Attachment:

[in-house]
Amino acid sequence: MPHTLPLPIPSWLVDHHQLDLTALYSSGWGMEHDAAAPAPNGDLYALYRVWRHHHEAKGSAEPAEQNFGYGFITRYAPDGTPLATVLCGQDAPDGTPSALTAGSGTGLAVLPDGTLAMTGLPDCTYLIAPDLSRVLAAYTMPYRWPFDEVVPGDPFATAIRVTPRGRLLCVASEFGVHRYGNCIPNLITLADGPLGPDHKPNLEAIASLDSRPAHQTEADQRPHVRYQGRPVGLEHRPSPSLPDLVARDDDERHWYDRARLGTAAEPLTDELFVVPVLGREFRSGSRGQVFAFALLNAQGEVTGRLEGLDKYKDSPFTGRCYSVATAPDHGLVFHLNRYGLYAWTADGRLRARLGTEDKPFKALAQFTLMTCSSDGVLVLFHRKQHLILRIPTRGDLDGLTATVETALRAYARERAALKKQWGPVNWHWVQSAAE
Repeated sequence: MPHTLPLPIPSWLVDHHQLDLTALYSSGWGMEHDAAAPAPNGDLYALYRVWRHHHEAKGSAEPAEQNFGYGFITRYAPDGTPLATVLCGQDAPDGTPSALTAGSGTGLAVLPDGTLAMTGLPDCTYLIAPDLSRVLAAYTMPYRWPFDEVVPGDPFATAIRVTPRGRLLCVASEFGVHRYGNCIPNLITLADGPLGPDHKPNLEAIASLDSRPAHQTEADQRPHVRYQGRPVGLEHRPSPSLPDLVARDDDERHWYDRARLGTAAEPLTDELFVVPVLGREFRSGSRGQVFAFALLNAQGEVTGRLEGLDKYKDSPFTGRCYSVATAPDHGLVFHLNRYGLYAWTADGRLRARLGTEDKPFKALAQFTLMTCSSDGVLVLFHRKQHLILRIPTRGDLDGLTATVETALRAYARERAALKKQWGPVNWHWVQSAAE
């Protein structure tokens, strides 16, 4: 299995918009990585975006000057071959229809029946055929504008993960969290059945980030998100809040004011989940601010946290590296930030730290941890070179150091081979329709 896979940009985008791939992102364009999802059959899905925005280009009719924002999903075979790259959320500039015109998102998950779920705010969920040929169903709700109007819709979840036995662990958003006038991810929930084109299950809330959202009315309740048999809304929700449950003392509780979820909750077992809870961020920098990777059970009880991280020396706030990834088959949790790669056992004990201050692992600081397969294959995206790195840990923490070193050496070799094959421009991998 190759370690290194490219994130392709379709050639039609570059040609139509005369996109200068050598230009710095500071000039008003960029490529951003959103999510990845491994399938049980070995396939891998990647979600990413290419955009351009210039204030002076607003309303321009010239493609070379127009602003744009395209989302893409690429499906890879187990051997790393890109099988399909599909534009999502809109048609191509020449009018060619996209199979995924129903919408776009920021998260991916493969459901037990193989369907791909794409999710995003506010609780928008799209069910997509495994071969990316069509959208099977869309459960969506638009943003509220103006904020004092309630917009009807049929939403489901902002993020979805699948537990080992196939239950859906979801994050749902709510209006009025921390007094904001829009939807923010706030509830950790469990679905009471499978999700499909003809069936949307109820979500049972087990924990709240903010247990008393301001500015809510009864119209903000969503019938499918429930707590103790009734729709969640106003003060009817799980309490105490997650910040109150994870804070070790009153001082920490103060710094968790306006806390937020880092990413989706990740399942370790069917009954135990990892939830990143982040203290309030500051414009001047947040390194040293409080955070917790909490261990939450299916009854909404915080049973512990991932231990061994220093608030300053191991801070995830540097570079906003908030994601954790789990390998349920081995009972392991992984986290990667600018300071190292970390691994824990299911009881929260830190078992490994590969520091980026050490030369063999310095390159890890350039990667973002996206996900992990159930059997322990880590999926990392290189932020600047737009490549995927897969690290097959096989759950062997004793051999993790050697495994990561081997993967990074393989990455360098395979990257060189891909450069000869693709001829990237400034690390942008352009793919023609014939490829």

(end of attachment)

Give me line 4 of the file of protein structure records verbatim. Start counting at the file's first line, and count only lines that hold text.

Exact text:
């Protein structure tokens, strides 16, 4: 299995918009990585975006000057071959229809029946055929504008993960969290059945980030998100809040004011989940601010946290590296930030730290941890070179150091081979329709 896979940009985008791939992102364009999802059959899905925005280009009719924002999903075979790259959320500039015109998102998950779920705010969920040929169903709700109007819709979840036995662990958003006038991810929930084109299950809330959202009315309740048999809304929700449950003392509780979820909750077992809870961020920098990777059970009880991280020396706030990834088959949790790669056992004990201050692992600081397969294959995206790195840990923490070193050496070799094959421009991998 190759370690290194490219994130392709379709050639039609570059040609139509005369996109200068050598230009710095500071000039008003960029490529951003959103999510990845491994399938049980070995396939891998990647979600990413290419955009351009210039204030002076607003309303321009010239493609070379127009602003744009395209989302893409690429499906890879187990051997790393890109099988399909599909534009999502809109048609191509020449009018060619996209199979995924129903919408776009920021998260991916493969459901037990193989369907791909794409999710995003506010609780928008799209069910997509495994071969990316069509959208099977869309459960969506638009943003509220103006904020004092309630917009009807049929939403489901902002993020979805699948537990080992196939239950859906979801994050749902709510209006009025921390007094904001829009939807923010706030509830950790469990679905009471499978999700499909003809069936949307109820979500049972087990924990709240903010247990008393301001500015809510009864119209903000969503019938499918429930707590103790009734729709969640106003003060009817799980309490105490997650910040109150994870804070070790009153001082920490103060710094968790306006806390937020880092990413989706990740399942370790069917009954135990990892939830990143982040203290309030500051414009001047947040390194040293409080955070917790909490261990939450299916009854909404915080049973512990991932231990061994220093608030300053191991801070995830540097570079906003908030994601954790789990390998349920081995009972392991992984986290990667600018300071190292970390691994824990299911009881929260830190078992490994590969520091980026050490030369063999310095390159890890350039990667973002996206996900992990159930059997322990880590999926990392290189932020600047737009490549995927897969690290097959096989759950062997004793051999993790050697495994990561081997993967990074393989990455360098395979990257060189891909450069000869693709001829990237400034690390942008352009793919023609014939490829």